The Bleak Truth About South Africa Since the ANC Took Power
I’m sure we’ve all learned about Apartheid in South Africa, and how it ended in 1994 when Nelson Mandela became President.
We learned in school all was well with South Africa, but like many instances, when large government programs are adopted by and executed, perhaps things never turn out the way they should.
Let’s take a sneak peak at South Africa’s economic debacle from an alternative viewpoint the media loves to ignore.
Okay so population demographics, the population has decreased among whites from 20% in the 1940’s to 9% as of 2014, and I think it’s now closer to 8%.
Life expectancy for blacks in the 1940’s had risen from 48 years in the 1940’s to 61 years under Apartheid.
The South African economy grew in the 1960’s as compared to the economic bubbles created by the South African government today.
Let’s talk about the South African money supply since 1994.
In relation to the price of gold, the South African Rand has risen 546 times since 1965, much of this rise occurred from the 1980’s to the 2010’s. In relation to the US Dollar, the price of gold has risen 30 times in that same timespan.
Let’s talk about the family structure.
Okay, so as of 2014, 35% of families held both parents in a household, 39% were raised by single mothers, 3% by single fathers, and 23% had neither parent in the home.
As of 2012, education in South Africa has plummeted, the graduation rate being 44%, with only 12% receiving grades appropriate enough for university study.
Meanwhile, and pay attention to this number, as it’s going to reflect the next sections of this work, 60% of youths were left with zero qualification to work even the most basic jobs beyond Grade 9.
While South Africa’s educational system isn’t the worst in Africa, it still performs badly when compared to the African Union (AU).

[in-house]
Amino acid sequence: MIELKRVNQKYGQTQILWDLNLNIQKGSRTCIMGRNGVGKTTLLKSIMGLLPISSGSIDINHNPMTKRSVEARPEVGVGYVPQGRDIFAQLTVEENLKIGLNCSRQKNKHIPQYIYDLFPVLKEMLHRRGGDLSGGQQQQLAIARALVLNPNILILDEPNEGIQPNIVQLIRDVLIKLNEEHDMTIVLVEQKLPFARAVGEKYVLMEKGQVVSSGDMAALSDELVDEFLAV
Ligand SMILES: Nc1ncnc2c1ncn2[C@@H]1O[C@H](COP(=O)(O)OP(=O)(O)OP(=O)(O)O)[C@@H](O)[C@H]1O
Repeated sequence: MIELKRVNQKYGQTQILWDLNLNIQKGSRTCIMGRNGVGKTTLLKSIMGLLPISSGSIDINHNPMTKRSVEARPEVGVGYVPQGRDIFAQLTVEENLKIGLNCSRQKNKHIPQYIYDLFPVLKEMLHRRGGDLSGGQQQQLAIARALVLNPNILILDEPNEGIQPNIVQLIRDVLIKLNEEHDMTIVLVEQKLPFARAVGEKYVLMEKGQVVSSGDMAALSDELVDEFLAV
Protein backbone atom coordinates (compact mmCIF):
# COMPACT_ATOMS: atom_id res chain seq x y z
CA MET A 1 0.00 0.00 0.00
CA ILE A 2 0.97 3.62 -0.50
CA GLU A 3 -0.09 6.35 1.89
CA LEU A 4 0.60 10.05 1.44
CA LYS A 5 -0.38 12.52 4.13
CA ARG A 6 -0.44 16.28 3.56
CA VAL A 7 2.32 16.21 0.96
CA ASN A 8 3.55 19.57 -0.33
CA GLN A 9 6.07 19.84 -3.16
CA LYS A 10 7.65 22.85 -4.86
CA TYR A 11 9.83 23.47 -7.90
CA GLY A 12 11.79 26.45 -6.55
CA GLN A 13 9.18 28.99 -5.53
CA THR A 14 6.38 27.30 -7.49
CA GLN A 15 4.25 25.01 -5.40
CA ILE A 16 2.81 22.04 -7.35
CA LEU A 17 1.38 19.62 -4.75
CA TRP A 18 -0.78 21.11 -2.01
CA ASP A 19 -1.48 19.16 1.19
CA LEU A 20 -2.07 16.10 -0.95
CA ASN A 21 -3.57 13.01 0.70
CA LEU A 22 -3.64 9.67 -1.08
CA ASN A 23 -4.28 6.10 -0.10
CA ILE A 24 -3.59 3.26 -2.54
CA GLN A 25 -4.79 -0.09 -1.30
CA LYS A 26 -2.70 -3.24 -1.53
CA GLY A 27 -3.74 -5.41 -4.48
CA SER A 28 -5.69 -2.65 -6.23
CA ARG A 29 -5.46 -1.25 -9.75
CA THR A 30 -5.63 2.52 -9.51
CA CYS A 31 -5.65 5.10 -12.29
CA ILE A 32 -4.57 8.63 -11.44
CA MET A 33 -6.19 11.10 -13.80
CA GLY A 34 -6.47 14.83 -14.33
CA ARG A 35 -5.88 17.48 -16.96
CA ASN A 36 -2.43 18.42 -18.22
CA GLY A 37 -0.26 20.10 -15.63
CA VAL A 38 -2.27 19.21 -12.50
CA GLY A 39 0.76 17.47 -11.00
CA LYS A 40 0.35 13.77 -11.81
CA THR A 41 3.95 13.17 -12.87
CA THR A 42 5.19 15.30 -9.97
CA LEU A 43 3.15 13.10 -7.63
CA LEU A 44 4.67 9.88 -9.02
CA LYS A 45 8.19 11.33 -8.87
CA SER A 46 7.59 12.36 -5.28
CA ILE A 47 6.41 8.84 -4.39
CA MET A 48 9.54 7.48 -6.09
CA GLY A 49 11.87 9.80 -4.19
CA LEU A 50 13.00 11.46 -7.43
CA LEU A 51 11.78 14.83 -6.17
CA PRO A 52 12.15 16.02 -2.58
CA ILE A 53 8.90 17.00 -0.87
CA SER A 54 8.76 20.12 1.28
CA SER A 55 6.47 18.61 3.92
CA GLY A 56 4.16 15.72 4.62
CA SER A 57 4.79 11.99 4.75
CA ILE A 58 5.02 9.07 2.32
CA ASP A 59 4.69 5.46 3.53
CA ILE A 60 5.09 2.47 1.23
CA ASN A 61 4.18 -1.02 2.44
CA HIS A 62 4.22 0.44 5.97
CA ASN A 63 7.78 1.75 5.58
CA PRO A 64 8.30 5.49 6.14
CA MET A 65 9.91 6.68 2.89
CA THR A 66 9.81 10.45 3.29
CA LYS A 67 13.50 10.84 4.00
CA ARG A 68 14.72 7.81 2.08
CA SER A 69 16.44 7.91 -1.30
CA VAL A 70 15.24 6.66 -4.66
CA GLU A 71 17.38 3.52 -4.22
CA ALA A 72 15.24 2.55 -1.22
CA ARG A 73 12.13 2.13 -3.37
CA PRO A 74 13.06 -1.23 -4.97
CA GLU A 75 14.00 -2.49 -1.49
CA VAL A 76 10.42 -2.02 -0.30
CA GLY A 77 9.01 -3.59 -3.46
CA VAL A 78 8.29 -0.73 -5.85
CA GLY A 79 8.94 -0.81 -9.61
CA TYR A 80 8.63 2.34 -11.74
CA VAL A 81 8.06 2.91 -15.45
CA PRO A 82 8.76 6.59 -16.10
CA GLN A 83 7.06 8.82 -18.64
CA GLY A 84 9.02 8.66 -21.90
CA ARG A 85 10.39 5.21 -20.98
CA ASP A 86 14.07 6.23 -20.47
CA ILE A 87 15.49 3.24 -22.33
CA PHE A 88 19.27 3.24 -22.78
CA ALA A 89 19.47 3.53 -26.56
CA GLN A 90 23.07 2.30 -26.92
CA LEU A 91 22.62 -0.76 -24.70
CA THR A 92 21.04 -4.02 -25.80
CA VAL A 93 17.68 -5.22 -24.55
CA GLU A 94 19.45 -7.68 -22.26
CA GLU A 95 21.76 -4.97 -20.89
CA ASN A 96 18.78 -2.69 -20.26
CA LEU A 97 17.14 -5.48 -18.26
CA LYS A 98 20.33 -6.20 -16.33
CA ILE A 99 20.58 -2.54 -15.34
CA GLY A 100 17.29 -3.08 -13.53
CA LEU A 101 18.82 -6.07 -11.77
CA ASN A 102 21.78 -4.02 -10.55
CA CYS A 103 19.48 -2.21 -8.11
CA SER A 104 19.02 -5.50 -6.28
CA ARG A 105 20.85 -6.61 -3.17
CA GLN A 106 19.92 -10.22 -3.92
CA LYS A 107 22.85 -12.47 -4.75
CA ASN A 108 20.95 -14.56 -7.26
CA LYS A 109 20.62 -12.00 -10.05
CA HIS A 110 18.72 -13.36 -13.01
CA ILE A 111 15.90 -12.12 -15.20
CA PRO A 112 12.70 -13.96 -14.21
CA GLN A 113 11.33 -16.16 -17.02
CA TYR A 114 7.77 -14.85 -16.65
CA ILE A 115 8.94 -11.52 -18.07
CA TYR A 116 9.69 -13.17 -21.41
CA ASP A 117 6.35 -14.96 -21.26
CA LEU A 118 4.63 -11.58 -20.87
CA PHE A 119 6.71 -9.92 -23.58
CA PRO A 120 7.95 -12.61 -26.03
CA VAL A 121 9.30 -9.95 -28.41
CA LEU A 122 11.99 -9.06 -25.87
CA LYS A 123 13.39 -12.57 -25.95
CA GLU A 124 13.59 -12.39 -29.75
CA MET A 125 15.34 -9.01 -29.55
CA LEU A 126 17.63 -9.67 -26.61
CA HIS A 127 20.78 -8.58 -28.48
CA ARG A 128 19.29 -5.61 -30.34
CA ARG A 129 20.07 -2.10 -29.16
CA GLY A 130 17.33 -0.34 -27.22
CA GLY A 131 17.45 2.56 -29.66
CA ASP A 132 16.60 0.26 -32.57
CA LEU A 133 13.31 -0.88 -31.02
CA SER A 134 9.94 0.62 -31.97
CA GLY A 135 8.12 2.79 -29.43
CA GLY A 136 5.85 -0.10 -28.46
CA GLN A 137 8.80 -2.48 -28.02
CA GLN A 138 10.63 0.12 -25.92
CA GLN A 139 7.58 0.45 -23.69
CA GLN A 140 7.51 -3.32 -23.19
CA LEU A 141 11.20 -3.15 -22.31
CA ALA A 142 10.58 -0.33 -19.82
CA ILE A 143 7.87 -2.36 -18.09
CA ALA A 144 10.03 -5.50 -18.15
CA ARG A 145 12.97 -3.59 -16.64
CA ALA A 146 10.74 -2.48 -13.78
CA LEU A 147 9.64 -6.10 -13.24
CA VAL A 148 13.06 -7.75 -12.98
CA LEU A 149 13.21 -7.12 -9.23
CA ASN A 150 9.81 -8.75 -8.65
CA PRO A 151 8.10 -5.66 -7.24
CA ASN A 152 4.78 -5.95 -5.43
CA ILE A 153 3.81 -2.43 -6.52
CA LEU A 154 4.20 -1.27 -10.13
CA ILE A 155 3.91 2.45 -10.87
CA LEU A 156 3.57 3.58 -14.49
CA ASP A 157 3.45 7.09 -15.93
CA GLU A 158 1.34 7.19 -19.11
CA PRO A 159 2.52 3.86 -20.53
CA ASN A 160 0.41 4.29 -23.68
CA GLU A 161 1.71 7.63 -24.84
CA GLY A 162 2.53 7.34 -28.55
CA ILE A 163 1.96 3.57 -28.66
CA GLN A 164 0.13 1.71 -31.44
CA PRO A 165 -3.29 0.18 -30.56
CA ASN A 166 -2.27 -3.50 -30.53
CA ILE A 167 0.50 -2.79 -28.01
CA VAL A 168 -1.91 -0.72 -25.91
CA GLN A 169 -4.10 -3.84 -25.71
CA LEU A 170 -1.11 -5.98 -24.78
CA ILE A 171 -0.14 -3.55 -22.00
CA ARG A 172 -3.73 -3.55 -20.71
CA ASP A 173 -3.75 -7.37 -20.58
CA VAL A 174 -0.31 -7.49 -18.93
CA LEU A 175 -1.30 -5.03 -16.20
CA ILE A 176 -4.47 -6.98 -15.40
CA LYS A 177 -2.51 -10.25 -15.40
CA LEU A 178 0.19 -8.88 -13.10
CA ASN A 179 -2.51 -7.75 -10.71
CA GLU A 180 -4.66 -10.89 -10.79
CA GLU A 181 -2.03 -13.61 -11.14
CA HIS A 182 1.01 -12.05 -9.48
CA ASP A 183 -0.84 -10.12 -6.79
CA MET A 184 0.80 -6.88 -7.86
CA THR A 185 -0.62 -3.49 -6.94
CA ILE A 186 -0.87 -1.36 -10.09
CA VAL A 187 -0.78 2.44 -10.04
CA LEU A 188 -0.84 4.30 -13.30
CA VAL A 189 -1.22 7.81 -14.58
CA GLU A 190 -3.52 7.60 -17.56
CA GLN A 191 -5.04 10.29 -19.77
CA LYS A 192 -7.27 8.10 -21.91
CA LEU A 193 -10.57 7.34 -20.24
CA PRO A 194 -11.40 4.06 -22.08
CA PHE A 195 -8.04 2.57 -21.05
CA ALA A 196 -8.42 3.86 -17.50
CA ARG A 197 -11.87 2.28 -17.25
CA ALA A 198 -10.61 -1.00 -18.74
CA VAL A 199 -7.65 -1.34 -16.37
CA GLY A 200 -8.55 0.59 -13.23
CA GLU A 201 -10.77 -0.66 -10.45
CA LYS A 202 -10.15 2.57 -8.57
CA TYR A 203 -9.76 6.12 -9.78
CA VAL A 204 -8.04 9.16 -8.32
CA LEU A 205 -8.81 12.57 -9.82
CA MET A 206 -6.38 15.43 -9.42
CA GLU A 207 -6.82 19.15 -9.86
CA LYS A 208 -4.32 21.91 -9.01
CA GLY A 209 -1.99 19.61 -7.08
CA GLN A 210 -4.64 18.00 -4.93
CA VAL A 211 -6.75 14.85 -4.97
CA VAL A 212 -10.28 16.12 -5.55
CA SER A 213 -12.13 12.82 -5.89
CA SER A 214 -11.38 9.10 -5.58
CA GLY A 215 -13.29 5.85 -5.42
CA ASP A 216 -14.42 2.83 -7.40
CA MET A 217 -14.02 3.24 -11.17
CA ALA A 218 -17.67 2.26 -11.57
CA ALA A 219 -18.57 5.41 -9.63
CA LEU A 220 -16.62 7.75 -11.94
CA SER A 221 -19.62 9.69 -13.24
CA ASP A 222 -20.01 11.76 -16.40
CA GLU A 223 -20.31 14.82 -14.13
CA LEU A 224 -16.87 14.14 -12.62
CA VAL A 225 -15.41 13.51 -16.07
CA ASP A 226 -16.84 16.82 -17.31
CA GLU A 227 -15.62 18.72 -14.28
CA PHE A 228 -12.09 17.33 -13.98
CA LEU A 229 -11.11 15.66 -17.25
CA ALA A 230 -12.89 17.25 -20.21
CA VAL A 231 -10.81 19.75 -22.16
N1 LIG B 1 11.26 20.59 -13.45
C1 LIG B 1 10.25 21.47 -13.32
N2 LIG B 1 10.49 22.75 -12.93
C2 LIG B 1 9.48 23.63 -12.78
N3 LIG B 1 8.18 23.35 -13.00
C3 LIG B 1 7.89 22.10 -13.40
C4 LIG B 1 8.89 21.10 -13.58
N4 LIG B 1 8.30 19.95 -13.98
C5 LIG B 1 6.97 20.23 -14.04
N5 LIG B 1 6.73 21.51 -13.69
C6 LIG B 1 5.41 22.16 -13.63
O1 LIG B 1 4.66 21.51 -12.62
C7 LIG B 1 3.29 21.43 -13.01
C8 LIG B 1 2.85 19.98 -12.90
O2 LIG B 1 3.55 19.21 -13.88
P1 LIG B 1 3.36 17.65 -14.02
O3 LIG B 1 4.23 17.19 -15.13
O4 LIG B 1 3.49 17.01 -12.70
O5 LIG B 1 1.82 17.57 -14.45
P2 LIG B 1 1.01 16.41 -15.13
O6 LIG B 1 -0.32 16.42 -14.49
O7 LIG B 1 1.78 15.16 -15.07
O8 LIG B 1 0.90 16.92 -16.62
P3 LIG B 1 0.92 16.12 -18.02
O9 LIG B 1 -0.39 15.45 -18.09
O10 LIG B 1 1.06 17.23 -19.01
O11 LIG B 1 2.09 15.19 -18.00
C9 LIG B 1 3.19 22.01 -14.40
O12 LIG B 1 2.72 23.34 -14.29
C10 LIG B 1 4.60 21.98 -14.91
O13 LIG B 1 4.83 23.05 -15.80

Let’s talk unemployment
South Africa has the 8th highest unemployment rating in the world as of 2015.
Since Mandela took over, South Africa has experienced a high unemployment rate, at nearly 25%, among the top countries in the world in terms of unemployment. 40% of blacks remain unemployed, while 8% of unemployment have belonged to whites, but this is changing significantly.
Between 1994 and 2014, South Africa has suffered a net increase in unemployment of 2.6 million. With these numbers, and the above, they measure unemployment only of those seeking work. However, when expanded, South Africa’s unemployment between 1994 and 2014 is even higher, at 3.5 million, or 35% of the total population.
Remember these numbers.
As for welfare, South Africa has one of the largest welfare states in the world as of 2010. An interesting tidbit I came across is a quarter of the South African population live off $1.25 USD per day, if one converts Rands into US Dollars.
The statistics for welfare in South Africa, a country which at present time has a GDP Per Capita of around $13,500, and nominal GDP Per Capita at $6,300, are staggering.
We have 6% of the South African population contributing to 99% of the income tax revenue. There are 5 people on welfare for each taxpayer, and 71% of the households with children have zero employees so, do the math, are likely receiving welfare.
Let’s talk an Affirmative Action Case Study.
The largest electric company in South Africa, Eskom, since 1994, has lost 37% Gigawatt (GW) capacity while the population in South Africa has grown by 38%. This has led to scheduled blackouts by the company in order to continue providing systemic electricity to residents.
To add to the disaster, Eskom has been pressured by the South African government to fire 1,081 engineers and 2,179 tradespeople, due to South Africa’s Employment Equity Act, which mandates employee demographics must reflect national demographics in South Africa.
Every single one of the employees listed above, a total of 3,260 employees, are whites.
The demographics in South Africa currently stand at:
1) 80.2% Black
2) 8.8% Colored
3) 8.4% White
4) 2.5% Asian
Okay, so by knowing what we know now about Post-Apartheid, Part II of this case study will cover what the economy looked like during Apartheid.
Thanks for reading.